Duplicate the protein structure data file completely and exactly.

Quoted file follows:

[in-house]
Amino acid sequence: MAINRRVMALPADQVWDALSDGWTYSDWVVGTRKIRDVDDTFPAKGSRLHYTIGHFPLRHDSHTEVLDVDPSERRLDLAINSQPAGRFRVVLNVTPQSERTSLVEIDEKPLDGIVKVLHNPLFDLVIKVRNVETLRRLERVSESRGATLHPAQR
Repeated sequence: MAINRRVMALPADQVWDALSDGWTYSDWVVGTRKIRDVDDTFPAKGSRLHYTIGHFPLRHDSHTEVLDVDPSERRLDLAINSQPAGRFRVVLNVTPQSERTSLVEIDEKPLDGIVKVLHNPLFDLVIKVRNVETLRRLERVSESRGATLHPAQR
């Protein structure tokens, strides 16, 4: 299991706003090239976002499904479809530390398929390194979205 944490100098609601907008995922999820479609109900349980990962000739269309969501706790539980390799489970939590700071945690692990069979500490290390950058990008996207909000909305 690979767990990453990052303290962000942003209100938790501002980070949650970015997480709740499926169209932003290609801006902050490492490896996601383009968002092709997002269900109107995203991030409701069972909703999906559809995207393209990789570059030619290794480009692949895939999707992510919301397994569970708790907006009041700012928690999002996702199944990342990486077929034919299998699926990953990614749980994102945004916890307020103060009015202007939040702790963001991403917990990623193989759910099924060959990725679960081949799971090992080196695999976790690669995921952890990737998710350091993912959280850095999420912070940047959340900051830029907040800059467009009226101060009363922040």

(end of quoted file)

[in-house]
Amino acid sequence: MAINRRVMALPADQVWDALSDGWTYSDWVVGTRKIRDVDDTFPAKGSRLHYTIGHFPLRHDSHTEVLDVDPSERRLDLAINSQPAGRFRVVLNVTPQSERTSLVEIDEKPLDGIVKVLHNPLFDLVIKVRNVETLRRLERVSESRGATLHPAQR
Repeated sequence: MAINRRVMALPADQVWDALSDGWTYSDWVVGTRKIRDVDDTFPAKGSRLHYTIGHFPLRHDSHTEVLDVDPSERRLDLAINSQPAGRFRVVLNVTPQSERTSLVEIDEKPLDGIVKVLHNPLFDLVIKVRNVETLRRLERVSESRGATLHPAQR
């Protein structure tokens, strides 16, 4: 299991706003090239976002499904479809530390398929390194979205 944490100098609601907008995922999820479609109900349980990962000739269309969501706790539980390799489970939590700071945690692990069979500490290390950058990008996207909000909305 690979767990990453990052303290962000942003209100938790501002980070949650970015997480709740499926169209932003290609801006902050490492490896996601383009968002092709997002269900109107995203991030409701069972909703999906559809995207393209990789570059030619290794480009692949895939999707992510919301397994569970708790907006009041700012928690999002996702199944990342990486077929034919299998699926990953990614749980994102945004916890307020103060009015202007939040702790963001991403917990990623193989759910099924060959990725679960081949799971090992080196695999976790690669995921952890990737998710350091993912959280850095999420912070940047959340900051830029907040800059467009009226101060009363922040």